Getting this deal done in principle should have been achievable within a couple of weeks, following this model. This would not mean that all the details which still needed to be ironed out would have been completed, but that will be the case now, in any event, and we haven't even reached a workable deal yet, and show no signs of so doing.

My point is that the Tory Government and its dinosaur-like members have always been difficult about our European membership. To these men and women who are so keen to see us crash out and burn, they have always hated Europe. They are the direct descendants of John Major's 'Bastards' from the Maastricht negotiations. Any sign of being willing to work hand in glove with Europe is seen as a sign of masculine political weakness, so our negotiators have to grind the EU noses in the dirt, kicking them in the balls all the while, screaming all the while' '...There, take that you dirty foreigner and let that be a lesson to you..." 

They just don't seem to realise that the people they are really hurting are the rest of us Brits who don't want to leave the EU, who want to stay and work within the best commercial arrangement we have had in this country in my lifetime, and of which we could have been the de facto leader, if they did but have the sense to see.

We must continue to stand up to them, call out their lies, and stick out for an outcome which still leaves us full members of the EU. A majority of people canvassed in the country now think that leaving the EU will be an expensive mistake and there is still much time to go. Never mind the 'will of the people', this was another lie based upon fraud, falsehoods and deceits, and manufactured by a small coterie of wealthy men who want to damage the traditional Parliamentary democracy in this country.

We are all Europeans now, it's time for the Little Englanders and the swivel-eyed Brexiteers to grow up.
  

Saturday, November 11, 2017

The Little Englanders now intend to blackmail the EU.

Ian Duncan Smith and his fellow Brexiteer loonies are now showing signs of real desperation.

Part of Theresa 'No Mates' difficulties in negotiating the exit from the EU is the number of competing voices she is forced to listen to, all giving her conflicting advice. Being the vacillatory dodderer she is, she is incapable of ignoring those, like the Tory dinosaurs, Duncan Smith, Gove, Bo-Jo, Redwood, Rees-Smug, et al, and she ends up being torn every which way but loose.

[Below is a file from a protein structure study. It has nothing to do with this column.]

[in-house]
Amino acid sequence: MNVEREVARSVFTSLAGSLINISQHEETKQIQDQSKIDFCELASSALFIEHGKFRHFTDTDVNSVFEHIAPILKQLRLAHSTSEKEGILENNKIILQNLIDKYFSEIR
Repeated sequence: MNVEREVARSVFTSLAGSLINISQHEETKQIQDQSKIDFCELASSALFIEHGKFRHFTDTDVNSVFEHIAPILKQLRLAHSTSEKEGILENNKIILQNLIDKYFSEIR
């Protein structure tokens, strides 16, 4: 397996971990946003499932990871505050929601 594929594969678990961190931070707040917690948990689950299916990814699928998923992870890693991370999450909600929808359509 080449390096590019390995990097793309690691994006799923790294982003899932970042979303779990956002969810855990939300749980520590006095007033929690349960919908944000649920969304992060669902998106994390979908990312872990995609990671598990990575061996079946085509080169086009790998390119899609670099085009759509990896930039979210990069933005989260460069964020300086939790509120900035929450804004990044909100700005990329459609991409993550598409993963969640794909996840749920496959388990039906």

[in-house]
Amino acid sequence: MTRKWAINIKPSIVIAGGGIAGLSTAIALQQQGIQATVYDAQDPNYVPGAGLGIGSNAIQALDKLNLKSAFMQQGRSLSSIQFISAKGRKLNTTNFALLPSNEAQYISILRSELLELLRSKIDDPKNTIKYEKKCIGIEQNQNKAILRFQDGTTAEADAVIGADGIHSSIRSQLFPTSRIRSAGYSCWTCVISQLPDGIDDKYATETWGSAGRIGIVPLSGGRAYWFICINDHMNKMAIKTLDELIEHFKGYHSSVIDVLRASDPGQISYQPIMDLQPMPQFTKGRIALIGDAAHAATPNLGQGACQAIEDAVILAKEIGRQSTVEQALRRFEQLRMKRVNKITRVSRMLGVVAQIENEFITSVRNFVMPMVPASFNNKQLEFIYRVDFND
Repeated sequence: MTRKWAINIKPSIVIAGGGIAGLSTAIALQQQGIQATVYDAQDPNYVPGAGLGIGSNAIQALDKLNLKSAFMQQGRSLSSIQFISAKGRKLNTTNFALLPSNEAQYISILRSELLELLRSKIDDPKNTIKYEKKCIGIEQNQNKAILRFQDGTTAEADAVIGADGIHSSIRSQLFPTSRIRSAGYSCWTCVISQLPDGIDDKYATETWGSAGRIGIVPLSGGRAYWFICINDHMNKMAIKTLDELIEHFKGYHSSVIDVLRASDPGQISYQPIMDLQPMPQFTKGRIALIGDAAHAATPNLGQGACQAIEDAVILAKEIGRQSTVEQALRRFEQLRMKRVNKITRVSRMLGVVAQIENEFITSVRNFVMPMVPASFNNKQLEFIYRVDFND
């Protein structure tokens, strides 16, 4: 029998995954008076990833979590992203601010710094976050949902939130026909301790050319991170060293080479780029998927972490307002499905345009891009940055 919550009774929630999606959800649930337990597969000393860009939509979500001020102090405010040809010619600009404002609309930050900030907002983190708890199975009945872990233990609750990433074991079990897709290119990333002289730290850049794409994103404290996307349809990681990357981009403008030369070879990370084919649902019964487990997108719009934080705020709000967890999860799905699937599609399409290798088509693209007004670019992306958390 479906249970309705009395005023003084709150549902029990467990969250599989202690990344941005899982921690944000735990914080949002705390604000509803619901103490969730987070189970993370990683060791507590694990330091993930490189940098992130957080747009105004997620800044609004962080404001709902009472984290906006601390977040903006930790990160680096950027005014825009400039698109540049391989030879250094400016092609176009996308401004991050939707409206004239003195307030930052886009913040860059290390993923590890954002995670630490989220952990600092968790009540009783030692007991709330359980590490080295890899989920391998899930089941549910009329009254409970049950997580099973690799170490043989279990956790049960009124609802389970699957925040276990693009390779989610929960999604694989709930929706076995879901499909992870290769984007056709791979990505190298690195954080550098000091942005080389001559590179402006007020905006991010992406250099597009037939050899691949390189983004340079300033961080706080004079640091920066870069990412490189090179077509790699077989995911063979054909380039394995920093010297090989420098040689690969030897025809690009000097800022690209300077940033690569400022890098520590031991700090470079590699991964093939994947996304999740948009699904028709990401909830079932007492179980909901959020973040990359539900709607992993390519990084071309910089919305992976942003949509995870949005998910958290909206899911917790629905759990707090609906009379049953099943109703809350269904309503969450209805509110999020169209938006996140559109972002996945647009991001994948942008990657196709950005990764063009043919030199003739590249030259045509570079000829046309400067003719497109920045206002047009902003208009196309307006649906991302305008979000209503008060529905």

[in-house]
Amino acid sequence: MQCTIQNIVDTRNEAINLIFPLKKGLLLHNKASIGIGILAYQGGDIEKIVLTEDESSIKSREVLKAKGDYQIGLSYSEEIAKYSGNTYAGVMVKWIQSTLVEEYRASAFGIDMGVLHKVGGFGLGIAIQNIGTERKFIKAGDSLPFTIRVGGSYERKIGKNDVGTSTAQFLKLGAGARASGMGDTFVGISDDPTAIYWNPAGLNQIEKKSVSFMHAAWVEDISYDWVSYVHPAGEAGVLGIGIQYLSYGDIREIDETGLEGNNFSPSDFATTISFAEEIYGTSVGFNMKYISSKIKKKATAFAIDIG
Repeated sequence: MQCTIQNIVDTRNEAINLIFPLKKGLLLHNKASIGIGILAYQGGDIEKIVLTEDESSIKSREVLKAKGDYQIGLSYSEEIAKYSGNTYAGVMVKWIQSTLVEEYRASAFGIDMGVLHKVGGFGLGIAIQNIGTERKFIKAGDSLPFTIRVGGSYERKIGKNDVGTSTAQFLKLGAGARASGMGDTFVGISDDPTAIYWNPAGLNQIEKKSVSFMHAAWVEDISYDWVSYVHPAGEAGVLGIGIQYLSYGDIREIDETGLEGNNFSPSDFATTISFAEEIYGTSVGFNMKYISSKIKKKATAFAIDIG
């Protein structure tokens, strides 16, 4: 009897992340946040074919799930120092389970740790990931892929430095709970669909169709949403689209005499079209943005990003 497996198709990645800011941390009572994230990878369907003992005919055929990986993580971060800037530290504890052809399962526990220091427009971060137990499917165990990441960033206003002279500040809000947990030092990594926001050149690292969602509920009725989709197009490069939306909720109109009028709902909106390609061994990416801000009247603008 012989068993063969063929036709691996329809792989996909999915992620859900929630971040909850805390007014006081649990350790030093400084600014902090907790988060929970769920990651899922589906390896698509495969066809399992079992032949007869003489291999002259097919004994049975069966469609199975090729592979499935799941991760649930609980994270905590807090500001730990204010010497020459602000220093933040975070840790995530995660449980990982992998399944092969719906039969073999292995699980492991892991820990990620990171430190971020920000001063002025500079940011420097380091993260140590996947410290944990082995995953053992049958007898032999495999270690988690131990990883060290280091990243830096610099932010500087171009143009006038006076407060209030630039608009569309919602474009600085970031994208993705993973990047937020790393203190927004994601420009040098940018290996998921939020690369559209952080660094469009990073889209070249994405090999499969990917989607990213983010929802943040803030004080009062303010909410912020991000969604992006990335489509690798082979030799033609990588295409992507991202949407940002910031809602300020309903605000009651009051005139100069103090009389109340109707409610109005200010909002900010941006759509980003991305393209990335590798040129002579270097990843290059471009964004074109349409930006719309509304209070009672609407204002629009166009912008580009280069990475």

In the Saturday Telegraph of 11th November 2017, Bo-Jo Hairdo is to be heard pontificating again on the size of the divorce settlement. Anxious not to be seen to be being openly contemptuous of the feeble leader, Bo-Jo's words are dressed up as being those of his 'allies' or his 'friends' although, 'as every fool know', these are drips of pure venom straight from the Bo-Jo's fangs.

Britain, we are instructed, in the siren tones usually adopted by our useless Foreign Secretary, must not cave in to EU demands for a bigger Brexit divorce bill.

These bullying requirements come at the time when Theresa 'No Mates' is preparing to increase the UK's offer to the EU, after her initial proffer was considered to be insufficient. The EU, so the Torygraph advises us, wants at least €60 billion.

This is where it begins to get interesting, so follow closely.

The talk of the figure in the region of €60 billion has been in the public domain for quite a few months now, it is no stranger. It reflects a round figure of what the UK would owe to the EU in terms of its financial commitments, already agreed to, and to which the EU is committed in terms of future liabilities. We are not talking about some spurious sum of money which the EU wishes to prize out of the UK's fingers, but a financial commitment, freely undertaken as part of our continuing EU membership.

Bo-Jo Hairdo, the bumbling Foreign Secretary who always allows his loose mouth to rule his judgement wants the UK to 'hold its nerve' ahead of the December summit. What does this  piece of schoolboy doggerel advice mean in these circumstances? After all, at Eton they speak of little else when the wall game is underway.

One of Bo-Jo's army of allies (sic) opines; '...You don't pay your bill at a restaurant halfway through: you pay at the end. That's sensible business...' (Clearly a Bullingdon Club member)!

Well, maybe, but at least in a restaurant the owner knows what your bill is likely to be and he doesn't expect you to pay until the end.

Taken together, we are now able to begin to construe the real motive behind these posturings, which is that the Little Englanders are hoping to blackmail the EU in doing a better deal for the UK over the free trade agreement we have repeatedly been promised we are going to get out of the EU. They are now getting desperate because they are finally seeing that the EU ain't gonna give them any better free trade terms when we leave, and why should they.